After arriving at Hachijō-jima airport and stepping outside, guests are met with a familiar, yet somewhat uncanny sight: every one of the cars zooming around the island is fitted with a Tokyo number plate. When you think about it, it makes perfect sense since the island comes under the Tokyo Metropolitan government’s jurisdiction, but after taking a plane and arriving on a semi tropical island, seeing the same number plates that you’re used to seeing around your own neighbourhood is a genuinely bizarre sight.
Chiyoda-ku, Chūō-ku, Shinagawa-ku; they’re all here. It’s like arriving on an island off the coast of Africa and finding everyone watching the latest episode of your favourite sitcom…
6. # In the jungle, the mighty jungle #
Hachijō-jima’s annual rainfall clocks in at more than 3000mm, and as a result the local plants and vegetation grow at a tremendous rate. We drove the entire circumference of the island in our rental car, and rarely if ever saw a spot that wasn’t at least flecked with green. We were shocked to discover some places where the vegetation was so thick, in fact, that it genuinely resembled a jungle.
While Okinawa has plenty of its own rainfall to boast about, when we compare their annual precipitation rates, Hachijō-jima receives around 1000mm more than Okinawa’s Naha city, which probably goes some way towards explaining the floral uber-growth.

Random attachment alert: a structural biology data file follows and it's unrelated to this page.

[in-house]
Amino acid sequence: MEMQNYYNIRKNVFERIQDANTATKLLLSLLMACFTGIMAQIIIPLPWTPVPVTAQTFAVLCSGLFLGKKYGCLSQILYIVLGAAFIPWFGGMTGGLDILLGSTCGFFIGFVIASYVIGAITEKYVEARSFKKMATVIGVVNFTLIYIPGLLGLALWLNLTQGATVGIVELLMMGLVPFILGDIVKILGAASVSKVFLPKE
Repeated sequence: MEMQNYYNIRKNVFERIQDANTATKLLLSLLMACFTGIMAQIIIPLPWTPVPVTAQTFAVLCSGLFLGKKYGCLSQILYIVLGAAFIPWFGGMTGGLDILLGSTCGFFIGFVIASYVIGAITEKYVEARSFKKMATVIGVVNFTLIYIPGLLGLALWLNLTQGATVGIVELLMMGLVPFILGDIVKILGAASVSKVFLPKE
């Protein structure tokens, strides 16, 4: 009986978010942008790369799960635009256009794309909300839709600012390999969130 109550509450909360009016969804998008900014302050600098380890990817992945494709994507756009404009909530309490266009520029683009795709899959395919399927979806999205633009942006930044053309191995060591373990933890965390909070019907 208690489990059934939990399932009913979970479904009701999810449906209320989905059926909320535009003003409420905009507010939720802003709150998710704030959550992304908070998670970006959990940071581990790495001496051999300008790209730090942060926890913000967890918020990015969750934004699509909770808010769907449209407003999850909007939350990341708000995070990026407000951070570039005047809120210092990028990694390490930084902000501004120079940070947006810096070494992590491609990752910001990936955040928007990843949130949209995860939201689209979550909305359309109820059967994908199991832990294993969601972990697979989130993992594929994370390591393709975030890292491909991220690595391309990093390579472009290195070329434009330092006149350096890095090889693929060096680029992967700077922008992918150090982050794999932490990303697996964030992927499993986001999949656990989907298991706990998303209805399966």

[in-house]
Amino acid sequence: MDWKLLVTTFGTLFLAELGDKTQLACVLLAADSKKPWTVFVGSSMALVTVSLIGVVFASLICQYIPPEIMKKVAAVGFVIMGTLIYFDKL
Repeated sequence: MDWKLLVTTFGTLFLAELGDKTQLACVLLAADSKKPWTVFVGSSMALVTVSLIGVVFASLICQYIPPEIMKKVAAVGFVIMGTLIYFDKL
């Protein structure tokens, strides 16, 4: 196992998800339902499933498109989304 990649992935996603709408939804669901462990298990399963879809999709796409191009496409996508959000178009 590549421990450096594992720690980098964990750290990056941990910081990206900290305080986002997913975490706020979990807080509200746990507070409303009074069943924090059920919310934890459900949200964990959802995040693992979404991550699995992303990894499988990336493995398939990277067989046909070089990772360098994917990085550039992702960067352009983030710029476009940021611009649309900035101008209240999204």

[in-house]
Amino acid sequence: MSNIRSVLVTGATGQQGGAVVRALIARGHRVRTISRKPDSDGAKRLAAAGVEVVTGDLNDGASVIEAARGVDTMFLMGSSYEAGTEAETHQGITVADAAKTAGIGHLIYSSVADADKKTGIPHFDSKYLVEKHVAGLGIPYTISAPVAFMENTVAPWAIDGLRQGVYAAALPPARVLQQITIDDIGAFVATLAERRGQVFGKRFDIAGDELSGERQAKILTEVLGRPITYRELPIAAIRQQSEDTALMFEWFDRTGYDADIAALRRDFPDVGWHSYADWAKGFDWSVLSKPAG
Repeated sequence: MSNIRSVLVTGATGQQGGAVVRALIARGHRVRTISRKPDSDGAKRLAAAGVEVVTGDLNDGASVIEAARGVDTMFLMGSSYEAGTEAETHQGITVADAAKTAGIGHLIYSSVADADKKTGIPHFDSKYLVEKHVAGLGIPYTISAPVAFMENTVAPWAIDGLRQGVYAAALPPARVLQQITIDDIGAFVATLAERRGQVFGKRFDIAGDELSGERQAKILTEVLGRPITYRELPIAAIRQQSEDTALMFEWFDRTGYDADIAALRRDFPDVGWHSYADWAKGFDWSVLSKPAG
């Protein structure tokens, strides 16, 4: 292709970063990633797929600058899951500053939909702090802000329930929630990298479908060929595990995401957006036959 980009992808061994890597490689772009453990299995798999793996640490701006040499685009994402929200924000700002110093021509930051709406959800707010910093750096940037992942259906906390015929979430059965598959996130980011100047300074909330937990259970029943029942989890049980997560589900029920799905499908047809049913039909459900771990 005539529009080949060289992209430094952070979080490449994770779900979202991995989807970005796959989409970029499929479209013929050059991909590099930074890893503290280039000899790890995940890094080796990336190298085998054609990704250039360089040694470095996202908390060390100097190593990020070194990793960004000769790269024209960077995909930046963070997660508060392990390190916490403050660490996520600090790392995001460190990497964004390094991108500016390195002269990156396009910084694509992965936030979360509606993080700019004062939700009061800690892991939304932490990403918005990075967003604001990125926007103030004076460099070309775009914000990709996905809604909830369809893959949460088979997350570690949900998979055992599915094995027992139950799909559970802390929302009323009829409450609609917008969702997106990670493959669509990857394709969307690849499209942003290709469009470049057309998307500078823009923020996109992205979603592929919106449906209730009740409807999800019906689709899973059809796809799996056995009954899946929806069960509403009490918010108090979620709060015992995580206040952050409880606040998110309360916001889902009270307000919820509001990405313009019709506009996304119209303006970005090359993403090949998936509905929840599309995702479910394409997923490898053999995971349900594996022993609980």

As much as we enjoyed our trip to Hachijō-jima, it would be remiss of me not to spend a moment discussing the less glamorous aspects of the island, with “glamour” being the operative word. Forgive me for speaking out of turn, Hachijō-jima (I promise, we do love you), but, when compared to Okinawa, Hachijō-jima is nowhere near as exotic. Unlike Okinawa’s main island, there are no expensive luxury hotels to be found on Hachijō-jima, nor will you find your favourite shopping outlets or brand names on its streets. While hardly glamorous in themselves, familiar sights like McDonald’s restaurants and well-known gyūdon chains are also notably absent from the roadsides, although we may have caught a glimpse of one pachinko parlour somewhere on our travels…
But does that really matter? On Hachijō-jima, slow and easy is the only way that time knows how to flow. For those seeking a glitzy and glamorous shopping experience in a luxurious island setting, Hachijō-jima is not the island for you. For those of you looking for a spot to enjoy beautiful scenery, exquisite tastes and tropical seas, however, this really is a great location, made all the better by the fact that it’s all just one very short plane ride away.
Go on a whim; go with an open mind; go and chill out on the island that’s right on your doorstep.
[ Read in Japanese ]